Environmental Justice Scholar Joan Martinez-Alier Named 2023 Holberg Laureate
It was announced today that the 2023 Holberg Prize is awarded to Catalan scholar Joan Martinez-Alier for his research in ecological economics, political ecology and environmental justice. The Nils Klim Prize is awarded to Danish literary researcher Simona Zetterberg-Nielsen
Today, the Board of the Holberg Prize named Catalan scholar Joan Martinez-Alier as the 2023 Holberg Laureate.
Martinez-Alier is Professor Emeritus at the Institute of Environmental Science and Technology, at the Universitat Autònoma de Barcelona (ICTA-UAB). He will receive the award of NOK 6,000,000 (approx. EUR 550,000) during an 8 June ceremony at the University of Bergen, Norway.
Martinez-Alier receives the Prize for his ground-breaking research in ecological economics, political ecology and environmental justice. He is known for criticizing established economic theory and traditional approaches to economic growth. Martinez-Alier is also a major figure and leading public intellectual in the burgeoning movement for ’degrowth’.
A Human-Centered Economy
Degrowth emphasizes the need to reduce global consumption and production and advocates the replacement of GDP as the indicator of prosperity with measurements of social and environmental well-being. This is seen as necessary to achieve a socially just and ecologically sustainable society.
“My research objective is to show that economic growth and changes in the flows of energy and materials in the economy, and the growing number of environmental injustices are two sides of the same coin,” says the Laureate. “My main purpose is to make visible the many environmental conflicts around the world.”
Documenting Environmental Conflicts
Martinez-Alier is the co-director of the Atlas of Environmental Justice, which to date has documented about 4,000 social conflicts caused by environmental degradation or by unequal distribution of environmental resources. The Atlas aims to make environmental conflicts visible, point to government repression against environmentalists, and facilitate research on the ‘corporate social irresponsibility’ of transnational corporations.
Two of Martinez-Alier’s most influential books are Ecological Economics: Energy, Environment and Society (with Klaus Schlüpmann, 1987) and The Environmentalism of the Poor: A Study of Ecological Conflicts and Valuation (2002). Ecological Economics traces the history of ecological critiques of economics from the 1860s to the 1940s. It articulated a different tradition of economic thought and was a major contribution to the development of political ecology. In 2023, Martinez-Alier will publish Land, Water, Air and Freedom: The Making of World Movements for Environmental Justice.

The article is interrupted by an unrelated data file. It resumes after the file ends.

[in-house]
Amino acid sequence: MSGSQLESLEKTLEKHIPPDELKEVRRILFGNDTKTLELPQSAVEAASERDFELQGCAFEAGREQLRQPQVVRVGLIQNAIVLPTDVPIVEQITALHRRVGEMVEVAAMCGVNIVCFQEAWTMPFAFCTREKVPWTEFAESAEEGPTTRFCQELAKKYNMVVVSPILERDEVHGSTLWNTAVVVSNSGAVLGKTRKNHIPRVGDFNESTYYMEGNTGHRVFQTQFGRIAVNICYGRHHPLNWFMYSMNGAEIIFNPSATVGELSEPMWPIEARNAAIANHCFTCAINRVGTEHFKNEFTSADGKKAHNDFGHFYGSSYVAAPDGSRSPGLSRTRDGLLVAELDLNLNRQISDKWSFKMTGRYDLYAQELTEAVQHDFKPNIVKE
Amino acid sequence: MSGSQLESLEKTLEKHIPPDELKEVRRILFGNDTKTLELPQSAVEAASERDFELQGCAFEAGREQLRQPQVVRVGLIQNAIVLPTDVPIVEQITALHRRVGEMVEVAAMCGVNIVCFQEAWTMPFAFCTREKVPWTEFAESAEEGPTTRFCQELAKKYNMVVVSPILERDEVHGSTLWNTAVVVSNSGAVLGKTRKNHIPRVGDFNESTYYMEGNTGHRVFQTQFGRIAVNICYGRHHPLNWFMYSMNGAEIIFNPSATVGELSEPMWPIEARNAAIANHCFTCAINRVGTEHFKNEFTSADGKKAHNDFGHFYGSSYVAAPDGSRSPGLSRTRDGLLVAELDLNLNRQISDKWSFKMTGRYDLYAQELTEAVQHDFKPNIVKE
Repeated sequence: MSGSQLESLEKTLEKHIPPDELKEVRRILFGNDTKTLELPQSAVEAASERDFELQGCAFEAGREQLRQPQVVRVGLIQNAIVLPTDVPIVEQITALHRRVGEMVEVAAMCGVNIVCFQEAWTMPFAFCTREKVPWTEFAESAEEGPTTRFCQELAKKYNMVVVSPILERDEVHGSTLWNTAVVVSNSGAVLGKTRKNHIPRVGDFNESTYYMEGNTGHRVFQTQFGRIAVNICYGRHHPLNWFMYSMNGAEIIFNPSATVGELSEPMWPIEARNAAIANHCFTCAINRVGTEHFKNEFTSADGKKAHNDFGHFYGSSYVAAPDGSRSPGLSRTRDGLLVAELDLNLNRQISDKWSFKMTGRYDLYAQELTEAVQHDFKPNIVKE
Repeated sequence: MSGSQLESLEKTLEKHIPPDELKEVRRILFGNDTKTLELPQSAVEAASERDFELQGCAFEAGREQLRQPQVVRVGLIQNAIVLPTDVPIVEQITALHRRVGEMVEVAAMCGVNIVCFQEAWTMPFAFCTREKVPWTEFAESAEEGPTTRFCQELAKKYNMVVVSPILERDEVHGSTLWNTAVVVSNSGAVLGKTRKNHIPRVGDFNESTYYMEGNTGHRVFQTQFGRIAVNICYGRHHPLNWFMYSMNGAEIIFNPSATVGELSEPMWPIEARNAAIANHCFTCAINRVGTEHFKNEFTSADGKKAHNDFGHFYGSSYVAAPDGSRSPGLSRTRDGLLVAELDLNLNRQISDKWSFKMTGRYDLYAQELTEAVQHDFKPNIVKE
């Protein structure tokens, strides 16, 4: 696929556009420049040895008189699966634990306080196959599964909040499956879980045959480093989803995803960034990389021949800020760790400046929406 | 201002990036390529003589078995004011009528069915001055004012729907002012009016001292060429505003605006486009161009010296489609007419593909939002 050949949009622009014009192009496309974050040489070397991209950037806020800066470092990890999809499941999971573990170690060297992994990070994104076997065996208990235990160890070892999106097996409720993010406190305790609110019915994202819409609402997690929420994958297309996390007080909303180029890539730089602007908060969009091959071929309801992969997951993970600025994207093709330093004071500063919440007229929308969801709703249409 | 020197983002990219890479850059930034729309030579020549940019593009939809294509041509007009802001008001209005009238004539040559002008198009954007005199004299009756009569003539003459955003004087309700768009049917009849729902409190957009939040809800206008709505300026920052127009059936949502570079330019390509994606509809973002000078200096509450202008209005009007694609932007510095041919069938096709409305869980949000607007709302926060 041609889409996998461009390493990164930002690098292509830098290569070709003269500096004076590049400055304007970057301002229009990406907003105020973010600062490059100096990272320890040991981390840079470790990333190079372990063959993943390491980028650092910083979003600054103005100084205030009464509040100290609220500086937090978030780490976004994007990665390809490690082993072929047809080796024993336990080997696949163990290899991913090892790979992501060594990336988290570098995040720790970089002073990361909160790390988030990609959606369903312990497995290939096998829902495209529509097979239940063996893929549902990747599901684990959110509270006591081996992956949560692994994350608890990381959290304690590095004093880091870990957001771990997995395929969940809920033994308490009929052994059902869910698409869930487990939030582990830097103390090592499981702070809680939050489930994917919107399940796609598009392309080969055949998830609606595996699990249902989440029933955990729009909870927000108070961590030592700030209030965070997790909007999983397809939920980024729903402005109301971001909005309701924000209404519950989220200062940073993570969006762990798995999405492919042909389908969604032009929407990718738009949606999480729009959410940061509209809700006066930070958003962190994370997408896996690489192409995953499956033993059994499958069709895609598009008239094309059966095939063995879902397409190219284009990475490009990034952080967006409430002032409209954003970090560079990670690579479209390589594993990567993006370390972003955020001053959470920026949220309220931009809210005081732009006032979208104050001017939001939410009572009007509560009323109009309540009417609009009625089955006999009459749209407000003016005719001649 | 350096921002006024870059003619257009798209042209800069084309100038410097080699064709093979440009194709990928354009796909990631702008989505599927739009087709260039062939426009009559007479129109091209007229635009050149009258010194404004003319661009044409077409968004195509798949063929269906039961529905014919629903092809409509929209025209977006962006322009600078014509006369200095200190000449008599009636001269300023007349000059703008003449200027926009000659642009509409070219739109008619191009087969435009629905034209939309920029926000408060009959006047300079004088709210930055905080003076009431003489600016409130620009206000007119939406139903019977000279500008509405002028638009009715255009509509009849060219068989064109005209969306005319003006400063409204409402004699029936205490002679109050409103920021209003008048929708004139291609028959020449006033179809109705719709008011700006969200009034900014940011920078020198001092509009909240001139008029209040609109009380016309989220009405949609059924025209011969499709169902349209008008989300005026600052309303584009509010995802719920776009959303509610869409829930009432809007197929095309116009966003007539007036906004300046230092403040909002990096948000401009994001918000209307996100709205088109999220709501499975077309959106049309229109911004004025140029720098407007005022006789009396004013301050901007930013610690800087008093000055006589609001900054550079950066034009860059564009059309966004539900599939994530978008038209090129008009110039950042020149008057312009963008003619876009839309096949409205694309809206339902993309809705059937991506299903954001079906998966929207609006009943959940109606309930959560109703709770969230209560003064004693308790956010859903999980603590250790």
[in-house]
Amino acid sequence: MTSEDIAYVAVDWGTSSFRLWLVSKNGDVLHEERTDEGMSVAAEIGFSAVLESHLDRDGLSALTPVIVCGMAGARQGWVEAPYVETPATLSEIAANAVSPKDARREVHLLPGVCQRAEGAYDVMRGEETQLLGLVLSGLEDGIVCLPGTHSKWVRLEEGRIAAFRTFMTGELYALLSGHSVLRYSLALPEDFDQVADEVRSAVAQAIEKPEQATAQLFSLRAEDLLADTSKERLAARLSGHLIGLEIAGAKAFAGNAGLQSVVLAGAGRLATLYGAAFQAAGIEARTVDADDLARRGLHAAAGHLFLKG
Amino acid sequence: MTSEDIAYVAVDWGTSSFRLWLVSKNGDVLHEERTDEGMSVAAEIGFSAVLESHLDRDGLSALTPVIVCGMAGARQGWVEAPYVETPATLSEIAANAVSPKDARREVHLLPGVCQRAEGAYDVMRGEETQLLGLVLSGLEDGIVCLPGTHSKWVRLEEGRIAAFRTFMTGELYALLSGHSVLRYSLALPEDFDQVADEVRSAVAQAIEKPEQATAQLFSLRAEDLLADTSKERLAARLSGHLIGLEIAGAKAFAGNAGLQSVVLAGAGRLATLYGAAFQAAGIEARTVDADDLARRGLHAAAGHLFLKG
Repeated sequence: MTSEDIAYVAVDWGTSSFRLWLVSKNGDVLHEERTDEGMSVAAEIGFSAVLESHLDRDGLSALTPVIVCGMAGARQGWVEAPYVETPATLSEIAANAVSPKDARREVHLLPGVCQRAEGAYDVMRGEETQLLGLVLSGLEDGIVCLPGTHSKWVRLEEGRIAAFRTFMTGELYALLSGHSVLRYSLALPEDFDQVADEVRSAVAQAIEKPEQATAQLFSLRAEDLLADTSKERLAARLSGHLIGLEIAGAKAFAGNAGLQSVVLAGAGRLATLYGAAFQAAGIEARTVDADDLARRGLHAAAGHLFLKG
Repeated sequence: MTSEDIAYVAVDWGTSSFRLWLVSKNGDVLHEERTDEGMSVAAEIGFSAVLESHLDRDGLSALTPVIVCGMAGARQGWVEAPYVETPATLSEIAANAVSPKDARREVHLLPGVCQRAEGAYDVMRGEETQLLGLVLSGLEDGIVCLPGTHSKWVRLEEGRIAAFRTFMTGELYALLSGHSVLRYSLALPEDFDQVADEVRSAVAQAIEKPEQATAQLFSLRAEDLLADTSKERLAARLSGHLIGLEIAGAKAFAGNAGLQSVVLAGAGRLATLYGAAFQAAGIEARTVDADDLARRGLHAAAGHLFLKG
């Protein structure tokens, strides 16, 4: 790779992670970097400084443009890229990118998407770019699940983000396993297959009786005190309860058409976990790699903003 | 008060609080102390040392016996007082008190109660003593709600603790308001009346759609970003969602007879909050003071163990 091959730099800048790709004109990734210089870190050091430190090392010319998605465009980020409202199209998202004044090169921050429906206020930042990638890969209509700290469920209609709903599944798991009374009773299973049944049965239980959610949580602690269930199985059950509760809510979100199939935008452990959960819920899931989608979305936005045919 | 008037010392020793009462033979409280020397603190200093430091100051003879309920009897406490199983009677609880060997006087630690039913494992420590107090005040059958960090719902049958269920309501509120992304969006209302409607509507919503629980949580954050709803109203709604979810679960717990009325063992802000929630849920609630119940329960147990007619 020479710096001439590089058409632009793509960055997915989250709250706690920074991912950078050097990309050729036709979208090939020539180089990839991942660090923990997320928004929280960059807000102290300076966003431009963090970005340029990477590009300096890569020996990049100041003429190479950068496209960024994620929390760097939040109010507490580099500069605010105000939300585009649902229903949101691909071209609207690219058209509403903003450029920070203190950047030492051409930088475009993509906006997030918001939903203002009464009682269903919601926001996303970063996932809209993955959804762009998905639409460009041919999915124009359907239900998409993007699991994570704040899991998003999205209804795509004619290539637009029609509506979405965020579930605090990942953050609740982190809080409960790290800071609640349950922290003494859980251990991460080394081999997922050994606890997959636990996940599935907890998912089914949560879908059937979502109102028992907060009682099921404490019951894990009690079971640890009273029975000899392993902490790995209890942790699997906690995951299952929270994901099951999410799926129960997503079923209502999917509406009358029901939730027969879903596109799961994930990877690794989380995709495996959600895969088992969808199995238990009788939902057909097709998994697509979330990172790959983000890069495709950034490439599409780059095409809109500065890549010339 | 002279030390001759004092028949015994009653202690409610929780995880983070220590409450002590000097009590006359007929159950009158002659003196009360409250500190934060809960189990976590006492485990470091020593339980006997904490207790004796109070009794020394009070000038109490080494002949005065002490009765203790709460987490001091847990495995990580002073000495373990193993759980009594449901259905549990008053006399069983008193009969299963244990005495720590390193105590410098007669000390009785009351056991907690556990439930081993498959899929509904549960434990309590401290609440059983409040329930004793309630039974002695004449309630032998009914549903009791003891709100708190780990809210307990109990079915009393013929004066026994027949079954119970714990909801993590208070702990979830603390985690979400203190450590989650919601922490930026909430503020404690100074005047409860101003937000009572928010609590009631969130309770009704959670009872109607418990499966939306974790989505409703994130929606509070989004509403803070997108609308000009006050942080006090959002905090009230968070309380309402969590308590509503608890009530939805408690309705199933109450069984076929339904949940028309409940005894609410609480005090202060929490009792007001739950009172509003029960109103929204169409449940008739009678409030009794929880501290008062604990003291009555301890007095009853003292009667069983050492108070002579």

“Martinez-Alier has the unusual distinction of both anticipating and actively engaging with the interrelated planetary challenges of poverty, climate change, and food security”, says Holberg Committee Chair Heike Krieger. “His innovative theories and mentorship continue to build the capacity of new scholars and policy makers to address these intersecting crises of global economic life.”
The Nils Klim Prize Awarded to Danish Literary Researcher
The recipient of the 2023 Nils Klim Prize was also announced today. This prize is worth NOK 500 000 (approx. EUR 46.000) and is awarded annually to a young scholar who has excelled in one of the research areas covered by the Holberg Prize. The recipient must be from, or working in, a Nordic country and under the age of 35. The two prizes will be conferred during the same ceremony at the University of Bergen on 8 June.
This year’s Nils Klim Prize is awarded to Simona Zetterberg-Nielsen, for her research into the history of the Danish novel, its narrative structure and its fictionality, as well as how literature relates to the world of individual and social experiences. Zetterberg-Nielsen is Associate Professor of Scandinavian Studies at Aarhus University in Denmark. She is also a member of the Danish Young Academy.
The Real and the Invented
“The two most important findings in my research are that the categories of fact and fiction, as we understand them today, only came into being around the 18th century, and as a related discovery, that the novel is the first genre of fiction to emerge,” says Zetterberg-Nielsen.
“My research uncovers the historical development of our ability to invent and especially how that developed into the novel genre in Denmark, written in the service of both entertainment and enlightenment,” she explains.
The Laureate believes the Nils Klim Prize is a particularly important award, as few research prizes are given in the humanities, social sciences, law and theology.
Many Forms of Communication
“Zetterberg-Nielsen points to how fictionality is not limited to literary discourse”, says the Nils Klim Committee Chair, Professor Ástráður Eysteinsson, “for it plays a vital role in everyday conversation – and she is now turning her attention to the ways in which it pertains to science.”
“The broad relevance of her impressive scholarship is highlighted by one of the key predicaments of our times,“ he continues, ”namely the unreliability of mankind’s ever-broadening technical modes of communication.”
For press photos, biography, Committee citation, expert contact information, and more, see: http://holbergprize.org/en/press-room.